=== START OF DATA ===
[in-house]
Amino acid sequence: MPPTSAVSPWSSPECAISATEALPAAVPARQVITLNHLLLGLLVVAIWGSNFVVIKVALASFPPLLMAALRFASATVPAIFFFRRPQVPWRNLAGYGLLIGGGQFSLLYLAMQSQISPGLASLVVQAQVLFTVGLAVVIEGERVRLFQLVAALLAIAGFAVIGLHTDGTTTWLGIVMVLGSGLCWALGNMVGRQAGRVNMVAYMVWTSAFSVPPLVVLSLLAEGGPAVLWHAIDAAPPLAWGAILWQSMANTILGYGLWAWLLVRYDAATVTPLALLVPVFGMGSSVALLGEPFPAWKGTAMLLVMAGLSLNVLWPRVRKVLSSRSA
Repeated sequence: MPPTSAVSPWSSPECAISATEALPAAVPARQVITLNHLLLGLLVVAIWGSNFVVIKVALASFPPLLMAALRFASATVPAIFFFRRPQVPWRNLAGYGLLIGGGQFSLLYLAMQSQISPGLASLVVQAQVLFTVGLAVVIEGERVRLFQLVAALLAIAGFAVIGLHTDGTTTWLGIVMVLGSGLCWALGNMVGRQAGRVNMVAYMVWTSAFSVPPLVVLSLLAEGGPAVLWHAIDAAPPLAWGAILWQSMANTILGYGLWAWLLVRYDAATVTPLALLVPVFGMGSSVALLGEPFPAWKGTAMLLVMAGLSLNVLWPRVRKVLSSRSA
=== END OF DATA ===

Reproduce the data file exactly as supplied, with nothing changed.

[in-house]
Amino acid sequence: MPPTSAVSPWSSPECAISATEALPAAVPARQVITLNHLLLGLLVVAIWGSNFVVIKVALASFPPLLMAALRFASATVPAIFFFRRPQVPWRNLAGYGLLIGGGQFSLLYLAMQSQISPGLASLVVQAQVLFTVGLAVVIEGERVRLFQLVAALLAIAGFAVIGLHTDGTTTWLGIVMVLGSGLCWALGNMVGRQAGRVNMVAYMVWTSAFSVPPLVVLSLLAEGGPAVLWHAIDAAPPLAWGAILWQSMANTILGYGLWAWLLVRYDAATVTPLALLVPVFGMGSSVALLGEPFPAWKGTAMLLVMAGLSLNVLWPRVRKVLSSRSA
Repeated sequence: MPPTSAVSPWSSPECAISATEALPAAVPARQVITLNHLLLGLLVVAIWGSNFVVIKVALASFPPLLMAALRFASATVPAIFFFRRPQVPWRNLAGYGLLIGGGQFSLLYLAMQSQISPGLASLVVQAQVLFTVGLAVVIEGERVRLFQLVAALLAIAGFAVIGLHTDGTTTWLGIVMVLGSGLCWALGNMVGRQAGRVNMVAYMVWTSAFSVPPLVVLSLLAEGGPAVLWHAIDAAPPLAWGAILWQSMANTILGYGLWAWLLVRYDAATVTPLALLVPVFGMGSSVALLGEPFPAWKGTAMLLVMAGLSLNVLWPRVRKVLSSRSA